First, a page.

The researchers found support for right-wing parties is strongly linked to scepticism on climate issues and opposition to climate-friendly policies. The study did not find a link between support for left-wing populist parties and climate change denial, but did observe respondents with less interest in political issues were more likely to be climate-change sceptics.
The study, "Is there a link between Climate Change Scepticism and Populism?" by Dr. Pu Yan, Professor Ralph Schroeder, and Sebastian Stier, is the first of its kind to test four hypotheses concerning political attitudes, climate activism, and online media diets and consumption, to see to what extent those variables have an impact on climate change scepticism.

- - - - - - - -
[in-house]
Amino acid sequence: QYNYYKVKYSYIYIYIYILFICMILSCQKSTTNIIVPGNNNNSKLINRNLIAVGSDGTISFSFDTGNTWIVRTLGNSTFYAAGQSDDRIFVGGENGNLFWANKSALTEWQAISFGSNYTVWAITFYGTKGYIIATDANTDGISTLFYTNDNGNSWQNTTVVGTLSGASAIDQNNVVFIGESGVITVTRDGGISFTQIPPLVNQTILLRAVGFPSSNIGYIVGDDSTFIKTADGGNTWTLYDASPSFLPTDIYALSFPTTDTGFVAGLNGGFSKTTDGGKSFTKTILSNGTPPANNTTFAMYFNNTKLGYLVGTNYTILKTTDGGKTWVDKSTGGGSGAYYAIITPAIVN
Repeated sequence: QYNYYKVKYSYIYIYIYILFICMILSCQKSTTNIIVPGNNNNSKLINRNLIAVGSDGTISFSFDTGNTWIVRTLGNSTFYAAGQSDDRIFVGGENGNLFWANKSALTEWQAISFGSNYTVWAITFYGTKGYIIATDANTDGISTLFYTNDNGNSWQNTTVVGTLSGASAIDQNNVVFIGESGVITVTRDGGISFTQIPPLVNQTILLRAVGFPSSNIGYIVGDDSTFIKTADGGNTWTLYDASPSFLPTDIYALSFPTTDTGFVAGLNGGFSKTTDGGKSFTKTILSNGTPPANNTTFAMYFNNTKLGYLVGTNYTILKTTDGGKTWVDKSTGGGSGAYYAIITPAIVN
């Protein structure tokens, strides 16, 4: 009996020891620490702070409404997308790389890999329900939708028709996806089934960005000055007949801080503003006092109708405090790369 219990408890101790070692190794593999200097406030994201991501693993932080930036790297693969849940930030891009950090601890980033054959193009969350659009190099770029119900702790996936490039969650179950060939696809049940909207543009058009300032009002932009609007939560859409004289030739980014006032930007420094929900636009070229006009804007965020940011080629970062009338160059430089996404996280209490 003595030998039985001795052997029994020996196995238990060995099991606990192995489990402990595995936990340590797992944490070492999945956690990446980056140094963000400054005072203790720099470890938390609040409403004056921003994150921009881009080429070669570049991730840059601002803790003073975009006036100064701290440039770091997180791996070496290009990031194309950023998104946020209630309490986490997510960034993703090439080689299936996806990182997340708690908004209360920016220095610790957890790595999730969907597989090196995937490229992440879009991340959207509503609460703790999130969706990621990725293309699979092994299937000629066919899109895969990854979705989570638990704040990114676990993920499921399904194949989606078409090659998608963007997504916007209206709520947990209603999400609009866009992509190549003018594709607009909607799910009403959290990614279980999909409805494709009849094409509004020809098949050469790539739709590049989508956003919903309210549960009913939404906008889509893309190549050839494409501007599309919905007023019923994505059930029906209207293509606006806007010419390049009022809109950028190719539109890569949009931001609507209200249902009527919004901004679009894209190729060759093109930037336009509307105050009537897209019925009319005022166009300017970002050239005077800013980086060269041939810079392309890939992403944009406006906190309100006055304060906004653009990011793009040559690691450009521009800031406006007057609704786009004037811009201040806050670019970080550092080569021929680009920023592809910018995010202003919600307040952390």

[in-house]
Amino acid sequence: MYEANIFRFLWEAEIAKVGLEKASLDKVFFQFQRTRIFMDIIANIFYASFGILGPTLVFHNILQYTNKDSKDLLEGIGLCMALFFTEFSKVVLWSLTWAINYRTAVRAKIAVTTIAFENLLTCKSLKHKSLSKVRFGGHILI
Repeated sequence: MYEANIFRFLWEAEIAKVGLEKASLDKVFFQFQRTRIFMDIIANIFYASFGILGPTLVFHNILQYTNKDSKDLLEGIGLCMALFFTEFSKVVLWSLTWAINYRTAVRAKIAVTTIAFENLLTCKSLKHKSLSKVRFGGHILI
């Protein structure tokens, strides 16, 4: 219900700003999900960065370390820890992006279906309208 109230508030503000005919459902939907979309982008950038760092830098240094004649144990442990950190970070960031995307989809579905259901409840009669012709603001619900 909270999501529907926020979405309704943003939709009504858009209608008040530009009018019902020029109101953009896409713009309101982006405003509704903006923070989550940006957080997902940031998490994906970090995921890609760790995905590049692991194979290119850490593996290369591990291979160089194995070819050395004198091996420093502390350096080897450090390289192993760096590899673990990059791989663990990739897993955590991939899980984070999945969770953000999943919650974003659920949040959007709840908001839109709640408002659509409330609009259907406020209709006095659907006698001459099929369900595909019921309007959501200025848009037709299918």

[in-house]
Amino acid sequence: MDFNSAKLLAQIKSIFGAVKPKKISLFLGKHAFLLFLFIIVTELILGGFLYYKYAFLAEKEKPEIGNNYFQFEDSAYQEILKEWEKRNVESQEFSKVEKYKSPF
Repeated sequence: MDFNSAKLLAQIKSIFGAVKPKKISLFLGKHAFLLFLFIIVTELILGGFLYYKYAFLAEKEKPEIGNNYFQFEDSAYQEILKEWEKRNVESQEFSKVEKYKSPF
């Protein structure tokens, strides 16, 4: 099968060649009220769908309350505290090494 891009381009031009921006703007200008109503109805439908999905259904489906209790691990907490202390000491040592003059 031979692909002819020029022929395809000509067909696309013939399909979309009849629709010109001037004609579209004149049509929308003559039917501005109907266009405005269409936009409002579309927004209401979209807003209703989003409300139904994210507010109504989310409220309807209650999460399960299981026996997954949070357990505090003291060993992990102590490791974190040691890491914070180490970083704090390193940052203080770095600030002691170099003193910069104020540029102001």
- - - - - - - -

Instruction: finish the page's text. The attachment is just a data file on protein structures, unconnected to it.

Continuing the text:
Michele Stirling of Friends of Science: "In 2007 just three years after the SARS epidemic hit, WEF had listed pandemic as a critical risk for global economies. By 2020 climate change hysteria by the wise men and women of the WEF had pushed pandemic off the list.
One reason is that in 2019, WEF surveyed stakeholders to see what other people thought were risks. In their survey of 800 stakeholders, they included 200 global shapers kids. That's literally a quarter of their survey, asking them what the greatest global risks were and all those Greta indoctrinated youth said climate change of course. So that's like asking your babysitter about how to manage your investment portfolio. That's a big fail."